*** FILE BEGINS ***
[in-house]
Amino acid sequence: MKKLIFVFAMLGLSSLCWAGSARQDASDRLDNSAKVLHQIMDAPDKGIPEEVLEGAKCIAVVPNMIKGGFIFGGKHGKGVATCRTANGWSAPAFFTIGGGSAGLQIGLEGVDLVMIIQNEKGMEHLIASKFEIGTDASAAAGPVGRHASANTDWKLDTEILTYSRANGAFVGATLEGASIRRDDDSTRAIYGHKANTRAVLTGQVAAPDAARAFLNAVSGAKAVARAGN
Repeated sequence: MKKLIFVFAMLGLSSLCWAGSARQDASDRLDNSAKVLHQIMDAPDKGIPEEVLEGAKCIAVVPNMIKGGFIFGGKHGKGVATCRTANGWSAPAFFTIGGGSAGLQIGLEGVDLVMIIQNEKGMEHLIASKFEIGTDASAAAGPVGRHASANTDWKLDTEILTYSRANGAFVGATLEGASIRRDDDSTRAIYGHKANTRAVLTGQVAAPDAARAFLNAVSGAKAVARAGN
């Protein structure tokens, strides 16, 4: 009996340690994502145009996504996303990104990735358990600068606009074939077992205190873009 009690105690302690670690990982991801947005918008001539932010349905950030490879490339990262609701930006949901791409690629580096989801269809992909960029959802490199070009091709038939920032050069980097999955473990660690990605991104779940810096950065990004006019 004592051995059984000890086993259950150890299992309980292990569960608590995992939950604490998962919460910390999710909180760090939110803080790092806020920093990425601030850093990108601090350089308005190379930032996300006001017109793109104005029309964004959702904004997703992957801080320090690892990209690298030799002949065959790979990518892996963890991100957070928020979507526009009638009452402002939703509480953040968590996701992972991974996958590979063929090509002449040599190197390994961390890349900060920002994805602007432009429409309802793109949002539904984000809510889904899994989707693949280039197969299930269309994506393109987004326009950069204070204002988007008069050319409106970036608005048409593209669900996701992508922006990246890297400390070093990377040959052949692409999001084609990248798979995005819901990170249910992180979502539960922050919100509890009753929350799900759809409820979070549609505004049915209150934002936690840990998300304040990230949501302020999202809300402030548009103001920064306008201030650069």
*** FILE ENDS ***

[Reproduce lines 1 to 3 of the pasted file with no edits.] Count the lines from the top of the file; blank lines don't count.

[in-house]
Amino acid sequence: MKKLIFVFAMLGLSSLCWAGSARQDASDRLDNSAKVLHQIMDAPDKGIPEEVLEGAKCIAVVPNMIKGGFIFGGKHGKGVATCRTANGWSAPAFFTIGGGSAGLQIGLEGVDLVMIIQNEKGMEHLIASKFEIGTDASAAAGPVGRHASANTDWKLDTEILTYSRANGAFVGATLEGASIRRDDDSTRAIYGHKANTRAVLTGQVAAPDAARAFLNAVSGAKAVARAGN
Repeated sequence: MKKLIFVFAMLGLSSLCWAGSARQDASDRLDNSAKVLHQIMDAPDKGIPEEVLEGAKCIAVVPNMIKGGFIFGGKHGKGVATCRTANGWSAPAFFTIGGGSAGLQIGLEGVDLVMIIQNEKGMEHLIASKFEIGTDASAAAGPVGRHASANTDWKLDTEILTYSRANGAFVGATLEGASIRRDDDSTRAIYGHKANTRAVLTGQVAAPDAARAFLNAVSGAKAVARAGN